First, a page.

A bipartisan subcommittee will determine whether Santos, 34, “may have engaged in illegal activity in connection with his 2022 congressional campaign”; Failure to properly disclose required information in reports filed with the House; violated federal conflict of interest laws in connection with his role in a fiduciary services company; and/or sexually assaulted a person seeking employment in his congressional office,” the statement said.
Rep. David Joyce (R-Ohio) will serve as chairman of the investigation subcommittee, and Rep. Susan Wild (D-Pa.) will serve as its ranking Democrat. The other two members of the Intelligence Subcommittee are Reps. John Rutherford (R-Fla.) and Glenn Ivey (D-Md.).
When asked for comment, a spokesperson for Santos said: A message A post on Congress’ verified Twitter account said Santos was “fully cooperating” with the investigation and would have no further comment.
The House Committee on Ethics has opened an investigation, and Congressman George Santos is fully cooperating. No further comment will be made at this time.
— Rep. George Santos (@RepSantosNY03) March 2, 2023
Elected in November, Santos has faced calls to step down from Democrats and Republicans — including New York representatives — for fabricating numerous details about his life. The string of lies included Santos falsely claiming he graduated from Baruch College with a 3.89 GPA, lying to a judge in 2017 about working at Goldman Sachs, and claiming his mother was at the World Trade Center on Sept. 11, 2001. Immigration records show she is not in the country.
Santos faces multiple local, state and federal investigations following reports of lies and fabrications. His resume has unraveled since he won the Democratic-leaning 3rd Congressional District, which includes Long Island’s North Shore and parts of Queens.
Santos has admitted to lying about his education and work history, but there are questions about the source of his wealth, which he used to fund his campaign. In January, a nonpartisan watchdog filed a complaint with the Federal Election Commission about Santos’ campaign financing.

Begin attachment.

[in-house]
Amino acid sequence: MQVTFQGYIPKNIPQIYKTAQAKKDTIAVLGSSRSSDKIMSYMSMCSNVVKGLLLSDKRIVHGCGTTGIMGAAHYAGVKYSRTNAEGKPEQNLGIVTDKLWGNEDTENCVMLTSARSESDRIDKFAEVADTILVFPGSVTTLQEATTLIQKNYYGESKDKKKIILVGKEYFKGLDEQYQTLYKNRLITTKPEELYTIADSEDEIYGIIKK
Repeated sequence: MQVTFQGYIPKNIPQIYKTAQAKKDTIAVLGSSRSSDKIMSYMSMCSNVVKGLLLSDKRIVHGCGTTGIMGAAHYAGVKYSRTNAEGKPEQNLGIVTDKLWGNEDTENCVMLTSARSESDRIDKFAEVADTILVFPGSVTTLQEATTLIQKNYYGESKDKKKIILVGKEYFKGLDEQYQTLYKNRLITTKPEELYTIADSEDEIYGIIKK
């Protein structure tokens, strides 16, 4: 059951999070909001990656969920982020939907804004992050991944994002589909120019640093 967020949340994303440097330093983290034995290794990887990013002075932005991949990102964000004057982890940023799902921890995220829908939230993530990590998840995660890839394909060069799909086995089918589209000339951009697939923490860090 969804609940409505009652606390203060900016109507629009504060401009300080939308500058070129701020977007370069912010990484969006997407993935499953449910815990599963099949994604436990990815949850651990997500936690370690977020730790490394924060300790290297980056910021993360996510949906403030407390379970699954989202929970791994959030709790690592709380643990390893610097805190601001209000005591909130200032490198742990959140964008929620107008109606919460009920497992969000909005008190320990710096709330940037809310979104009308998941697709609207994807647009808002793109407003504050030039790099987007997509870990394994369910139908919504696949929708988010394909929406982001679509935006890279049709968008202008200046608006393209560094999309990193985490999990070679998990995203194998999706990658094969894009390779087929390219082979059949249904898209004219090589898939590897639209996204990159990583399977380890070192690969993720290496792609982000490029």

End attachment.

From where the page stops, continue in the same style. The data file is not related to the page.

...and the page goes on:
The Washington Post reported last month that Pennsylvania Amish farmers accused Santos of writing bad checks and taking puppies, leading to a criminal indictment in 2017. The Post also reported that Santos also called Derek a relative of a Russian oligarch as a client. Myers, a prospective employee in Santos’ DC office, said last month she was sexually harassed by the congressman.
Myers filed a complaint with the Office of Congressional Ethics. On Thursday, Myers told The Post that he would release evidence to the committee if subpoenaed.
“I have faith in the evidence and the facts,” Myers said. “The evidence for my involvement is strong.”
Santos resisted calls for his resignation, as did House Speaker Kevin McCarthy (R-Calif.), who said Santos was legitimately elected and sat unopposed. House Republicans appointed Santos to two House committees in January, but Santos later recused himself from those committees, calling him a “distraction.”
As candidate, Santos was invited Representatives of the New York Democratic Party. House Ethics Committee to Investigate Alexandria Ocasio-Cortez and Tom Suozzi. Although he largely avoids questions from reporters on the halls of Congress, Santos appeared last month for an interview with “Pierce Morgan Uncensored,” where he admitted: “I’m a terrible liar.”
Santos described the lies about his higher education as “one of my biggest regrets in life.” Baruch accused her of false claims that she had graduated from college as “expectation.” [of] Society, pressure,” and not being able to go to college.
While describing the decision as “stupid”, he said it stemmed from “the political apparatus and the political culture of New York State”.
Asked why he didn’t think his lies would be exposed, Santos replied: “I ran for Congress in 2020 in the same exact seat, and then I got away with it.”